As the Indo-Pacific region experiences a new era of strategic competition, our submarine fleet is vital in keeping Australians safe and our sea lanes open.

Today our fleet of six Collins Class submarine incorporates the most advanced technology of any conventional submarines.

Three of the six submarines are consistently available for tasking as it attends to its most solemn duty – the protection of the nation and our people.

This cannot be achieved without the skills, courage and professionalism of our hard-working submariners.

Today we thanked the men and women of the Royal Australian Navy, at HMAS Stirling in Perth.

Being a submariner is no easy job. We ask our people who protect our nation to spend long periods of time away from their families, and they often can’t talk about what they do.

But it is also a highly rewarding career, working around the world on one of our best navy assets with a crew of great mates.

As the Morrison Government delivers our $90 billion Naval Shipbuilding Plan, the largest regeneration of the Navy since the Second World War, we will be building 57 naval vessels in Australia, by Australian workers, with Australian steel.

These vessels will be the backbone of the ADF’s maritime capability and will generate 15,000 new jobs across defence industry, from diesel fitters to electricians and carpenters.

The Navy has been an integral part of the nation it has served with great distinction for over a century.

We are rebuilding our fleet and transforming our navy to ensure a potent capability for whatever challenges this century brings our nation. 

A Polio Survivor from 1961

Gabrielle Hannemann: Polio Survivor

“Gabrielle Hannemann was born in Germany on the 26th of August 1957. She migrated to Australia with her parents and siblings when she was 2-years-old. In 1961, Gabrielle, better known as ‘Gaby’, and three of her siblings were struck down by a devastating illness that was sweeping through Sydney – Poliomyelitis. Gaby fell into a coma and when she regained consciousness, her world had changed forever. . . .”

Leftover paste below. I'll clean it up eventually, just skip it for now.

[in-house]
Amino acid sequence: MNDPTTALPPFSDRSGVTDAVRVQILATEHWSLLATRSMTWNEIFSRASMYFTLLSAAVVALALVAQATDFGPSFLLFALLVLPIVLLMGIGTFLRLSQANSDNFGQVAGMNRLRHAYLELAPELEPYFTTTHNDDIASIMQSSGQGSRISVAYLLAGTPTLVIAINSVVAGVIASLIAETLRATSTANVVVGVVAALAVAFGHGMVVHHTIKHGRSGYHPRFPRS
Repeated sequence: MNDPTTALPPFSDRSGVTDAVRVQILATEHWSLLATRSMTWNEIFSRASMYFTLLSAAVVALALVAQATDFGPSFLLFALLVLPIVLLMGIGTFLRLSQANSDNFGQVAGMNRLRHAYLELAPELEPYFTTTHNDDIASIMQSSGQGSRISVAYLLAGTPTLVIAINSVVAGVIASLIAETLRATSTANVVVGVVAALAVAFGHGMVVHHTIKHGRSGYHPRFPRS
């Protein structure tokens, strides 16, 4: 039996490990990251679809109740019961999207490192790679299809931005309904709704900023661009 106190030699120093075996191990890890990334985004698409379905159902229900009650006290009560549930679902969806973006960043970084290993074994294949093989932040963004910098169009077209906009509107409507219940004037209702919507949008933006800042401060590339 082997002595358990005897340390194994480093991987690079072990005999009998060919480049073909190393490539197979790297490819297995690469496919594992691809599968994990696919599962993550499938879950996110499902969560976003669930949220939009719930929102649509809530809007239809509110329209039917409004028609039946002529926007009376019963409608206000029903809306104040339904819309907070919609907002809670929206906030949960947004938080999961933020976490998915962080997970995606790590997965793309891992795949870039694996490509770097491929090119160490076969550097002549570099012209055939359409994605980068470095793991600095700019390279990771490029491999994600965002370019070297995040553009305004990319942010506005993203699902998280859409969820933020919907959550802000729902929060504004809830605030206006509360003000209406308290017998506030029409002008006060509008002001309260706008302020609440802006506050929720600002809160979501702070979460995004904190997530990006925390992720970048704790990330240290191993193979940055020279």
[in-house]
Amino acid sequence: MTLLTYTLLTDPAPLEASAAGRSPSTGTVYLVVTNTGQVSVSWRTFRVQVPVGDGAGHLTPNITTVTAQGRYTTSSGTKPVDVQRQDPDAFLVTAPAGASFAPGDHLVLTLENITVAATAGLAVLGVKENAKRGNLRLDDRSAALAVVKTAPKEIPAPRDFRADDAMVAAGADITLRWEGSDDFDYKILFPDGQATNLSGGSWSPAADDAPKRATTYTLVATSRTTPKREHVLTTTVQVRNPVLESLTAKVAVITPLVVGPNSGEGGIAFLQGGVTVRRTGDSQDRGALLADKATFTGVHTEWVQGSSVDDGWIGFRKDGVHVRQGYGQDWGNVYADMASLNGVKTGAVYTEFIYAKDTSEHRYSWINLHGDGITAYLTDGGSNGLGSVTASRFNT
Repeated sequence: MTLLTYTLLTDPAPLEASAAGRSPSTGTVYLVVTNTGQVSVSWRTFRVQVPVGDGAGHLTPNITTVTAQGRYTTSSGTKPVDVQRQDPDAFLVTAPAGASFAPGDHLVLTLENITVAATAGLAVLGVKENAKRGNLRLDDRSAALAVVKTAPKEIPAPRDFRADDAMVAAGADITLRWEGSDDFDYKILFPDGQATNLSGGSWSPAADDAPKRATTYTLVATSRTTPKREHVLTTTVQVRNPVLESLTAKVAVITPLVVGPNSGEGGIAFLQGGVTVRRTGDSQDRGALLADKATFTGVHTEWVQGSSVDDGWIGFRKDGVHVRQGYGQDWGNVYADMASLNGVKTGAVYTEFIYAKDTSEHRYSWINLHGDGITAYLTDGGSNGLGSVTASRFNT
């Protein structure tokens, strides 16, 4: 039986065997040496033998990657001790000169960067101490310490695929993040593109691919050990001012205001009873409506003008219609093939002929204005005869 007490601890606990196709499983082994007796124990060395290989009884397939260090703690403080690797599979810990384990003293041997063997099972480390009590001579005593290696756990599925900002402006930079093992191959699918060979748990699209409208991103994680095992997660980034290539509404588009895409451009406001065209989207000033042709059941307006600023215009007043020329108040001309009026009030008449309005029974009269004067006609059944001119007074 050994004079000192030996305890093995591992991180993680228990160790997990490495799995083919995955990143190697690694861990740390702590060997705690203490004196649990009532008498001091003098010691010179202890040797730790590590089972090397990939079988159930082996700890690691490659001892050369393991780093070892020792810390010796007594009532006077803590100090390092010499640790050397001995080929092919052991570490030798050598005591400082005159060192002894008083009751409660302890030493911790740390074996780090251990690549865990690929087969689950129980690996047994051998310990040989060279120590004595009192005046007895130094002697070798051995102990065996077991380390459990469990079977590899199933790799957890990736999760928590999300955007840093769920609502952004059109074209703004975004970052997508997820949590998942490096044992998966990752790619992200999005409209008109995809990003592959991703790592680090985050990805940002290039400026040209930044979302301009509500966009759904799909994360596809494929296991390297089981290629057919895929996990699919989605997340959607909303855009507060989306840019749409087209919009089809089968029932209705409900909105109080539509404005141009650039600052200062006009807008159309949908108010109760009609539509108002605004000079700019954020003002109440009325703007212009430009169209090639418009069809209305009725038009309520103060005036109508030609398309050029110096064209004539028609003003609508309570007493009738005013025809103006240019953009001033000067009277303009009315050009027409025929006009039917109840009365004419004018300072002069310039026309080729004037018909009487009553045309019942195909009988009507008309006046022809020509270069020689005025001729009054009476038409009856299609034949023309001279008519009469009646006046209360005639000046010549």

I just found this article. I don’t think, I’ve ever seen it before. The article about my daughter Gaby starts with what I copied above. I’m afraid within these few sentences there are a few minor errors. Firstly, she was spelled ‘Gabriele’ and was born on the 28th of August 1957. When we came to Australia in 1959, Gaby had only one sibling, namely Monika, who was less than six months old on her arrival in Australia.

Gaby was our first born child. In 1961, when Gaby turned four, she had only two younger siblings! Gaby did fall into a coma in Prince Henry Hospital. Her siblings stayed with polio in Wollongong Hospital for a brief period.

Here is the continuation of the article:

“While her siblings recovered, Gaby, was admitted to Prince Henry Hospital and went directly into the new positive pressure respirator, as she was too small for the tank respirator. She was a beautiful child, with expressive eyes and brown hair, and she immediately captivated the staff assigned to take care of her. The damage to Gaby’s nervous system was extensive. While she had full feeling below her neck, she had very limited movement. She could not move her arms or legs and retained only a very small amount of movement in her left fingers. 

Her diaphragm was also affected and she had difficulty breathing without assistance, when sleeping. 

Staff remember watching helplessly as the paralysis travelled along her tiny body. They had little hope she would survive. However, they were to discover that Gaby had defences much stronger than her immune system: a steely and determined will to live.

As her father recounts: “…she took up the challenge. She never looked back. While her body refused her command, her mind started to work overtime.”

Gaby embarked on the long process of learning to breathe without the ventilator. Physiotherapists massaged and exercised her unresponsive limbs and the often-forgotten technicians spent long hours devising aids to encourage mobility and support her flaccid muscles. Everyone at the hospital loved her–they cosseted her, encouraged her and cheered her on. She became a local hero.

When Gaby began her education, she could not use her arms or hands, but she found she could skilfully manipulate a long stick held in her mouth. Gaby would listen intently, retain huge amounts of information, assemble her thoughts carefully and speak fluently. The world of knowledge began to open to her.

After six years living at Prince Henry, although still paralysed and unable to sleep at night without the respirator, Gaby left Hospital to return home to her family. When she was 17, she went to live in special supported accommodation units at Cram House and Ferguson Lodge, to broaden her social horizons. She met her long-time companion David, who gave her the opportunity to live independently. They moved into a home of their own.